In his New Testament letters, Paul teaches that we are to know Jesus Christ in two distinct ways:

  1. In the power of His resurrection (my personal favorite of the two)
  2. In the fellowship of His suffering

I have spent many years trying to have the first without the second. My conclusion, admittedly based on my limited personal experience, is that it’s not possible. Neither can be separated from the other. There is no fast track express lane to the power. We must walk the long slow path into suffering to obtain the glorious pinnacle of power.

As a result of this observation I have been meditating the meaning of such suffering. How did Jesus suffer as a man (the part of His life to which we are being conformed)? I do not count what He suffered as Savior because none of us is called to that particular sacrifice which, once accomplished, is forever finished.

I find that Jesus suffered in two distinct ways:

First, Jesus grieved for those who were perishing. “O Jerusalem…How I would have gathered your children together as a mother fowl gathers her brood under her wings, but you refused!” (Mt. 23:37).

Because of His great love, pain accompanied Him who knew men’s hearts; who saw the great call of a magnificent destiny upon each individual, yet witnessed that individual’s deafness to God’s voice; who saw mankind, the crown jewel of Father’s creation, living in filth and pain and despair…imprisoned in the dark yet designed to be light.

What a great burden that must have been for Him!

Dare we see our fellow man in such a way? If we open our spiritual eyes so that we recognize the promise as well as how far short we fall from it, could we bear it? Can we walk in fellowship with that kind of suffering?

Second, Jesus yearned for Heaven. Paul describes this sort of suffering: “I am hard-pressed from both directions, having the desire to depart and be with Christ, for that is very much better; yet to remain on in the flesh is more necessary for your sake.” (Phil. 1:23-24)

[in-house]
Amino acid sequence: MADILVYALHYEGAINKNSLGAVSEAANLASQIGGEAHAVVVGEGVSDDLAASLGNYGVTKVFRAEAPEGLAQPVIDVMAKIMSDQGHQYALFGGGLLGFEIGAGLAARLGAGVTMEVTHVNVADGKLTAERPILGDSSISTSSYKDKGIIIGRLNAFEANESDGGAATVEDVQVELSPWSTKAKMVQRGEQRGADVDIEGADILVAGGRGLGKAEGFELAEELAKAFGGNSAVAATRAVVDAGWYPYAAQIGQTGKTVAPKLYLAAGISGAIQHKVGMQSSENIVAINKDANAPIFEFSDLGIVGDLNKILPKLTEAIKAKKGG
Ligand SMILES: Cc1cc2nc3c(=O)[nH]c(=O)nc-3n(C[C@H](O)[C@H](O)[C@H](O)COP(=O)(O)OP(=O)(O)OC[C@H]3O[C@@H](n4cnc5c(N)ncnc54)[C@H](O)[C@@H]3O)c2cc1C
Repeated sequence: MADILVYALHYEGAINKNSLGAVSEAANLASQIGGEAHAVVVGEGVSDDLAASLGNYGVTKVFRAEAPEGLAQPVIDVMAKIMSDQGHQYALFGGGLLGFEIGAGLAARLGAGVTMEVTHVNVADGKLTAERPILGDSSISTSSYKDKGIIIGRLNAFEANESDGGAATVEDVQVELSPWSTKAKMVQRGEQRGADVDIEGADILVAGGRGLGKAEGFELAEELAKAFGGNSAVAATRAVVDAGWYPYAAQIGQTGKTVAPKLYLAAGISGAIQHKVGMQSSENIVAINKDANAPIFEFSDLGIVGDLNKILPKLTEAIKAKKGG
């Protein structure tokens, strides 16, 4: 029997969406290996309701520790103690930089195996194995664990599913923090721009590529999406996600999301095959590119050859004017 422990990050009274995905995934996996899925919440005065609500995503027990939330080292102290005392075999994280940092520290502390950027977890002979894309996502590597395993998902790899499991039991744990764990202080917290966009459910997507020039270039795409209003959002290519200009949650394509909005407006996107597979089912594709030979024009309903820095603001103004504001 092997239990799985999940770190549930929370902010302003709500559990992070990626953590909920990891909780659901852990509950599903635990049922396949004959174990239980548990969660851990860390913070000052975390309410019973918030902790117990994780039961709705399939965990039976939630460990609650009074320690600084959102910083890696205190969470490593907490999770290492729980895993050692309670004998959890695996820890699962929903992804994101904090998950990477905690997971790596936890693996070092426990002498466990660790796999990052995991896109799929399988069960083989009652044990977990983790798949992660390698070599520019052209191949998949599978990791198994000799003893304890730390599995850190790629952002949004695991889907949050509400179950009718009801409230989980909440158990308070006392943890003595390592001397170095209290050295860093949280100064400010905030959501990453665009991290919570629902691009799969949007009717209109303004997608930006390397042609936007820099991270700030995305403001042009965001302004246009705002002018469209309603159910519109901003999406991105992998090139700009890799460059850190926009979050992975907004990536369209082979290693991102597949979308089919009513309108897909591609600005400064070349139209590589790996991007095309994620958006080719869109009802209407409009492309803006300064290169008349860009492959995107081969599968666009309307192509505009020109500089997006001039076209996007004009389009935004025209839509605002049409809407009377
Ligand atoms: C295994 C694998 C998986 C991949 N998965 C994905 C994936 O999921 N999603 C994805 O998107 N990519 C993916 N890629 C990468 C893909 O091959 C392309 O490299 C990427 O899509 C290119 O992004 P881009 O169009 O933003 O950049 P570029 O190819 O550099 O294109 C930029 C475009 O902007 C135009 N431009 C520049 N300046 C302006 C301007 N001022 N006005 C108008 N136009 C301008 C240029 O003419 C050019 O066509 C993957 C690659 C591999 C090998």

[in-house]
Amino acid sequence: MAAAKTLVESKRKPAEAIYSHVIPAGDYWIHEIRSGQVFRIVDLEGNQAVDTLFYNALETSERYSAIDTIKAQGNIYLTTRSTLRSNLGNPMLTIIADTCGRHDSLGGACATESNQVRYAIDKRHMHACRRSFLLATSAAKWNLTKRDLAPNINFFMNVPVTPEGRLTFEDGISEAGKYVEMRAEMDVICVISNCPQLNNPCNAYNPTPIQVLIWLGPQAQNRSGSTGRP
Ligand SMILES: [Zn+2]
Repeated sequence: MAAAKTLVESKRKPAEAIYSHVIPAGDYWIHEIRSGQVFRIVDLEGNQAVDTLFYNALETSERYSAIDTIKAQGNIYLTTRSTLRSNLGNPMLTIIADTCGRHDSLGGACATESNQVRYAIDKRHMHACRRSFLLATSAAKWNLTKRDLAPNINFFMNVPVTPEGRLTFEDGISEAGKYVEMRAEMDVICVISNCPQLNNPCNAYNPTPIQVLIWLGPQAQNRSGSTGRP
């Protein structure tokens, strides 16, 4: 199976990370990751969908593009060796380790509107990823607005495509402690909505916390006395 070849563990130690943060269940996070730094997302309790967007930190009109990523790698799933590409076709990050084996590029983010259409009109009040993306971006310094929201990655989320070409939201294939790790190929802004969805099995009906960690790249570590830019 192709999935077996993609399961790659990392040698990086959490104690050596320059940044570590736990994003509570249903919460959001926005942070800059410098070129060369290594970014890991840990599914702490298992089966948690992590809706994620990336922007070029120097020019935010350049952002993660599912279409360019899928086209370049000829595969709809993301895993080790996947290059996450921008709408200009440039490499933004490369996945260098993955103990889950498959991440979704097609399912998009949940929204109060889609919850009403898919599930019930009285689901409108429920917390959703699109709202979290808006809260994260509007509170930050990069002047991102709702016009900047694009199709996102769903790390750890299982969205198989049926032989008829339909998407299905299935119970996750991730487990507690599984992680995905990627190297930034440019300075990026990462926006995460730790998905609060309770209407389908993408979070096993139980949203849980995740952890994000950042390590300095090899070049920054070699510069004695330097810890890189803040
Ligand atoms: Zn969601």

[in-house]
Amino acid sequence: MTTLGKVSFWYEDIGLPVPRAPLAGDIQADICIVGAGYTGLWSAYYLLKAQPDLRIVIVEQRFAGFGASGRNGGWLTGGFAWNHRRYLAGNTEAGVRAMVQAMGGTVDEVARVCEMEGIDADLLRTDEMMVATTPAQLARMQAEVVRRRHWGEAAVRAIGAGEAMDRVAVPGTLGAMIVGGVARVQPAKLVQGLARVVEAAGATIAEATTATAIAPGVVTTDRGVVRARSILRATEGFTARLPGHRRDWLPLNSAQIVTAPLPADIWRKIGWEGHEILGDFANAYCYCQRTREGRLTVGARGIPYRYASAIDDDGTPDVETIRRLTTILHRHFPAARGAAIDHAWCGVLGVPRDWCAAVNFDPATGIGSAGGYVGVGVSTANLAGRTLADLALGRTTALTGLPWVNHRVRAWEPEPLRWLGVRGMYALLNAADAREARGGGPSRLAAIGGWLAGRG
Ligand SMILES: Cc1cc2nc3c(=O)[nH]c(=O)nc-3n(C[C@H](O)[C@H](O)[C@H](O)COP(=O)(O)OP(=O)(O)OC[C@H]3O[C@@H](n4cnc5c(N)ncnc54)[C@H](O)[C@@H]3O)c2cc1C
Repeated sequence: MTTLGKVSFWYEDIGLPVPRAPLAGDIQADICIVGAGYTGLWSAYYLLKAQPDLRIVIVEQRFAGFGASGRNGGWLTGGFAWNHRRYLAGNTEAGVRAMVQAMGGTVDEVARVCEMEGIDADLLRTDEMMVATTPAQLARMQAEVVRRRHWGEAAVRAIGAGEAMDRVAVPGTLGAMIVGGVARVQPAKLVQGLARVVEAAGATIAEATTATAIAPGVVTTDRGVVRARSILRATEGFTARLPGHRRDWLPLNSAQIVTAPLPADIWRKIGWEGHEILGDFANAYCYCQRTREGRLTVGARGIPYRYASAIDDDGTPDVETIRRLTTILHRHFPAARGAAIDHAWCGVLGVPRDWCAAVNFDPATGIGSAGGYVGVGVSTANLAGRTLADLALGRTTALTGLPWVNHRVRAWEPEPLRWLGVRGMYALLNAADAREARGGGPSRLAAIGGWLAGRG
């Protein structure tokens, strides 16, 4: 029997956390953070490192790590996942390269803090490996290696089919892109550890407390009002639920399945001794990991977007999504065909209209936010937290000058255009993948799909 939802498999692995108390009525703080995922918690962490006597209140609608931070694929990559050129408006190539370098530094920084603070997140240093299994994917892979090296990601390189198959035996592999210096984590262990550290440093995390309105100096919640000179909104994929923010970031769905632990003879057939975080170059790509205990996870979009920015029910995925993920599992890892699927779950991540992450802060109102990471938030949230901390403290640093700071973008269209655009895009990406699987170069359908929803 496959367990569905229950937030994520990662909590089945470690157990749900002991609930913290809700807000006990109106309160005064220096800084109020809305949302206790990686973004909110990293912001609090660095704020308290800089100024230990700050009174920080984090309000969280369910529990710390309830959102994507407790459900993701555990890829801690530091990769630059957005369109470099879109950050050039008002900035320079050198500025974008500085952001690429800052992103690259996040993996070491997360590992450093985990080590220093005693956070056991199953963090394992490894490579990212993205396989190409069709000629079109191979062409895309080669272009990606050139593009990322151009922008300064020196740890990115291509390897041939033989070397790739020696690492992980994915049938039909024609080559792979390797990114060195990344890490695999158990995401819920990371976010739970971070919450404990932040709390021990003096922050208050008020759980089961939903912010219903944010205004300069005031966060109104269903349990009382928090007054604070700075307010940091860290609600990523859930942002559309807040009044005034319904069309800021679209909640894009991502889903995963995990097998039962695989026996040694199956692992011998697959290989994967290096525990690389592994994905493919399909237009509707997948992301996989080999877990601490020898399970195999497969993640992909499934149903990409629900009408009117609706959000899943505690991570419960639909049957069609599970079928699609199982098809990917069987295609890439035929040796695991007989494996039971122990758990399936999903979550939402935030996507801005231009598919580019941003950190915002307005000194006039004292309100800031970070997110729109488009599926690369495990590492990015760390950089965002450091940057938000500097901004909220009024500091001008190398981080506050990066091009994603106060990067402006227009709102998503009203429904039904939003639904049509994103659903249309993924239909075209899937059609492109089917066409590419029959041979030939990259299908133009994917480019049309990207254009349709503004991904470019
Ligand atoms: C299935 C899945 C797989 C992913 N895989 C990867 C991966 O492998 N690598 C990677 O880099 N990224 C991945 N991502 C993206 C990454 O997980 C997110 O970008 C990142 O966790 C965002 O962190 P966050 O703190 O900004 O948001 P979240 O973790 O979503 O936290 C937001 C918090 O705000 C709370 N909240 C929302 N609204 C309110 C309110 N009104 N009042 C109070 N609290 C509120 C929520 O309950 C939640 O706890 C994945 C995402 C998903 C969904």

Paul’s great yearning for Heaven resulted from visions where he explored the vast reaches of glory and experienced the unity of God’s presence. He spent so little time there but never lost his home-sickness for that place more real to him than the world. Yet his assignment was earth and so, because of the Christ-love in him, he withstood the tug of war between desire and duty that he called a “conflict” (Phil. 2:30).

If Paul suffered so mightily after his limited heavenly experiences, I’m trying to imagine what Jesus must have endured as He walked the earth. I’m attempting to imagine Jesus’ suffering, who had known heaven from a Kingly vantage point. He did not consider being equal with God something to be retained but turned loose of all His heavenly power and prestige to put on the fleshly mantle of a mere man, constrained by the physical laws of nature and time.

What was it like for Him, walking on earth with His mind full of Heaven? And yet He set aside His own desires for the higher call of serving humanity. Is there any greater demonstration of love?

Am I willing to suffer in such a way because of that kind of love? Can I become so aware of my status as a citizen of Heaven that earth loses its grip on me? Will I pour my own self out as a drink offering to God by answering the challenge to regard other people’s needs as more important than my own?

These are the sufferings of Jesus, to which we also are called. We are to be conformed to Him and in that conformity we find both suffering and power; extreme grief and profound joy; daily death and a life such as we have never known…a life that beckons from the depths of our spirit with promises most of us dare not acknowledge…a life infused with the very atmosphere of Heaven. We must lose the lesser life to gain the greater life.

Why is it necessary to have both the suffering and the power? Because suffering without power only repulses. Power without Christly suffering only destroys.

Christ calls us to a completeness that can only be found in Him, a wholeness comprised of two parts: suffering and power. We must embrace both if we are to fulfill our destiny and accomplish our purpose.


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6 Responses to Suffering

  1. Gerry And Sheri says:

    Thank you.  Finally some clarity on this issue!! Has been bothering me.   Can I share with others?

    Sent via the Samsung Galaxy Mega™, an AT&T 4G LTE smartphone

  2. Great post. “Suffering and power.” That’s good and so true.

  3. Jenny says:

    Good one

    Sent from my iPhone Jenny Williams


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